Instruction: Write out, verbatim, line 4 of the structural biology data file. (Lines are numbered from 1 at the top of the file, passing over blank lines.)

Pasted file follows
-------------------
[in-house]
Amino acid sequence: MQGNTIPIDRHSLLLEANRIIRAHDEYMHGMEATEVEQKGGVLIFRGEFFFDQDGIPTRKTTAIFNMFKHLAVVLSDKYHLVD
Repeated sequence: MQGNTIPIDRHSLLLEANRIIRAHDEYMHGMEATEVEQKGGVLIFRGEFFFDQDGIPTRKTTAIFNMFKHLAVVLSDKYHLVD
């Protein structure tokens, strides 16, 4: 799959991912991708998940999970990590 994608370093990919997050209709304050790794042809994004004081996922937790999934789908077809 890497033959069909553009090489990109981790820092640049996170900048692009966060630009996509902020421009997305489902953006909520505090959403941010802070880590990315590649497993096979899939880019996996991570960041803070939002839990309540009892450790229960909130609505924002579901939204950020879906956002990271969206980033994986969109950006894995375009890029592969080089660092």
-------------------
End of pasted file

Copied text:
């Protein structure tokens, strides 16, 4: 799959991912991708998940999970990590 994608370093990919997050209709304050790794042809994004004081996922937790999934789908077809 890497033959069909553009090489990109981790820092640049996170900048692009966060630009996509902020421009997305489902953006909520505090959403941010802070880590990315590649497993096979899939880019996996991570960041803070939002839990309540009892450790229960909130609505924002579901939204950020879906956002990271969206980033994986969109950006894995375009890029592969080089660092």